There were some good points though.  Surprisingly.

First: Of the four lead characters, only one was a white man.  Sandrine Holt is half Chinese.  And both Mantooth and Beltran have Native American ancestry.

Second:  All the interrogation scenes were really good, if too short.  They could have done a whole movie of just Robert Beltran and Randolph Mantooth being cryptic and ominous at each other across an interrogation room table and I would have enjoyed it.

Third: They managed to have a scene with two Native American-identified actors and neither had to act like the stereotypical mystical Indian stereotype.

There were of course bad points, such as the fact that the damn thing makes no sense at all.  The time line is completely fucked.  The gratuitous flashback to 1966 doesn't even TRY to pretend to be 1966.  (The clothes, hairstyles, everything are blatantly modern.)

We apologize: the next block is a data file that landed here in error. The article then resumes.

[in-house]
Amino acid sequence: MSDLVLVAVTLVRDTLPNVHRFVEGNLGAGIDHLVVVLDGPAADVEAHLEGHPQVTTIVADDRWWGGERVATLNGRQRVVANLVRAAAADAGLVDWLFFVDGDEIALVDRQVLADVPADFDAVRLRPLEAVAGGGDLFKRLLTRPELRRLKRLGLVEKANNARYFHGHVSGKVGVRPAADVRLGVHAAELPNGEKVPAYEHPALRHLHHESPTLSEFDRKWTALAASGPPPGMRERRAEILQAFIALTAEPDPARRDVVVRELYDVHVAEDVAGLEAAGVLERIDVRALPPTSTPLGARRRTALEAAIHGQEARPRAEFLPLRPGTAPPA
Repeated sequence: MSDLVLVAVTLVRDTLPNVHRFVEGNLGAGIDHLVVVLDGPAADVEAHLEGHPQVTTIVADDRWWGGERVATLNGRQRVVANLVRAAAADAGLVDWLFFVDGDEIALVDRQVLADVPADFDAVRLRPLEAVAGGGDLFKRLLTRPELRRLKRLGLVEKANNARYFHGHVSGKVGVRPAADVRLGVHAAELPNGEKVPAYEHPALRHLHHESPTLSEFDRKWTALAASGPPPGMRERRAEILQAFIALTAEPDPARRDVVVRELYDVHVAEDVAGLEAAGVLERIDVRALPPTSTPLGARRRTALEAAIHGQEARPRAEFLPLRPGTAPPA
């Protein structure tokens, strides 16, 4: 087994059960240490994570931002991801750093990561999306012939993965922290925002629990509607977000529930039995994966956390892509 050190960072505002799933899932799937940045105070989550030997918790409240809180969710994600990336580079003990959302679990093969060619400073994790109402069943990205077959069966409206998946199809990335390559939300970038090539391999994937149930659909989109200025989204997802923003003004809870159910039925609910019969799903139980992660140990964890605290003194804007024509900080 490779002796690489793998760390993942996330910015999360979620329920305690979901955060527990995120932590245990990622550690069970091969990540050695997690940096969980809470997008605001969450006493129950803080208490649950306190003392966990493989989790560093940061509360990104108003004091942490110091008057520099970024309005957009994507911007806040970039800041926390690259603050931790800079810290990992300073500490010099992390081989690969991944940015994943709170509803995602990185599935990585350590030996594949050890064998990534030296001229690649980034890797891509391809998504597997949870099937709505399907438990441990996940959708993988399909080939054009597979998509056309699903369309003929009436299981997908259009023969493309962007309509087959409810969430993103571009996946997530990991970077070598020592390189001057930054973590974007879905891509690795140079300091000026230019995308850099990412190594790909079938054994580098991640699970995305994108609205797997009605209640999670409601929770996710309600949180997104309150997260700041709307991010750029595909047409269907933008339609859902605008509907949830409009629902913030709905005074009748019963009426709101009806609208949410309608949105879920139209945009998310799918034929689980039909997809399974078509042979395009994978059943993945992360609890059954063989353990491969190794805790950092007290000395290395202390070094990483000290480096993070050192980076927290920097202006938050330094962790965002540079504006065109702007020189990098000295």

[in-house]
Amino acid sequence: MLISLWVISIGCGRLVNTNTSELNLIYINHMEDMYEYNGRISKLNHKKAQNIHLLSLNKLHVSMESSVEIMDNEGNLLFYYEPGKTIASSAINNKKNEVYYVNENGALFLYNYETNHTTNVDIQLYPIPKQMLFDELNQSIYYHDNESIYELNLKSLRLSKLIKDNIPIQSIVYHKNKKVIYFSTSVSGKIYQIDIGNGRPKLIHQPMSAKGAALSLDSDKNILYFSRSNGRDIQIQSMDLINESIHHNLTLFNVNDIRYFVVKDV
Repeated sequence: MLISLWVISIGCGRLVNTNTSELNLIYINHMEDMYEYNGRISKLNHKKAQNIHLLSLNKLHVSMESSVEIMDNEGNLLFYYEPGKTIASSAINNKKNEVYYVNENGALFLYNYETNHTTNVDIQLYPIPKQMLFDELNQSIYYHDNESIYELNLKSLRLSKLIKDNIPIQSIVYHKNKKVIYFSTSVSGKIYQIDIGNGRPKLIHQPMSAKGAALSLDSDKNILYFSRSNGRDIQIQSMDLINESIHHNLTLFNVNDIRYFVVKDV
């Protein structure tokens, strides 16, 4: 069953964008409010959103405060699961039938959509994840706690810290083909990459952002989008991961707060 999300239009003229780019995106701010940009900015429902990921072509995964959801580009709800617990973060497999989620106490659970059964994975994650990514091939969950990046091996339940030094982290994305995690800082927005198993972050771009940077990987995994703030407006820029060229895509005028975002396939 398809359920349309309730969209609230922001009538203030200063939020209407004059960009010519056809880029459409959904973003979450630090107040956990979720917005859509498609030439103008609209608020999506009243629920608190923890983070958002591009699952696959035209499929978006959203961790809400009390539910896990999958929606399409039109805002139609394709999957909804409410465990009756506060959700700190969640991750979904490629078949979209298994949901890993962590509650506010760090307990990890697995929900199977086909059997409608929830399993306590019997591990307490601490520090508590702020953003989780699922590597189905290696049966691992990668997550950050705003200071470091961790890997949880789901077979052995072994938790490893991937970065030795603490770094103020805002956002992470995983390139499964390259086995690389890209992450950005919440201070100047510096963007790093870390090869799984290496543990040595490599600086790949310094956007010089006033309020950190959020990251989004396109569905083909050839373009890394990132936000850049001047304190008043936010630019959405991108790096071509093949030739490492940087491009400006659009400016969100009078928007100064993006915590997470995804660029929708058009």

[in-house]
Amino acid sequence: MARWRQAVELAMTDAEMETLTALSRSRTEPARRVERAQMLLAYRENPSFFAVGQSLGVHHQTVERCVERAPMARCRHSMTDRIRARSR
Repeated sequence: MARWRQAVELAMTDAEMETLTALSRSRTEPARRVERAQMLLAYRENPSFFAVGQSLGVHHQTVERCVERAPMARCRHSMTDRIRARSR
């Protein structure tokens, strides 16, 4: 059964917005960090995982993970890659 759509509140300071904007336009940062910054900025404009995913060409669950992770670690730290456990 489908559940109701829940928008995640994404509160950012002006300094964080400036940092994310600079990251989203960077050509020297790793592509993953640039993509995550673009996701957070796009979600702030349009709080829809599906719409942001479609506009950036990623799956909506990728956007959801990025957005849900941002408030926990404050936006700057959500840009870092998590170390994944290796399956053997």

Also the dude playing young Dutch is awful, and a terrible casting job.  But then, I might have been more open-minded if I hadn't been watching a lot of Emergency.  (I've seen John Gage, and you, sir, are no John Gage.)

They try to explain how Dutch knows so much about these things, but it doesn't make a lot of sense considering that this thing kills anyone in close enough contact.  I just figure he pulls the shit out of his ass and everyone believes him by virtue of the fact that he used to be in Emergency.

That said, it's hard to seriously complain about flaws in a movie like this because...well, it's a Sci-Fi channel movie.  You kind of get what you come in for.

Wednesday, September 24, 2014

So Anyway

I just watched a sci-fi channel original movie from 2007: Fire Serpent.

It was directed by John Terlesky (of Deathstalker fame), created by William Shatner, and starred Nicholas Brendan from Buffy, Sandrine Holt from Once a Thief, Randolph Mantooth from Emergency and Robert Beltran from Star Trek Voyager.

It involved sentient fire.

It was exactly as stupid as it sounds.  But I did enjoy seeing so many awesome people in one movie.  So...that.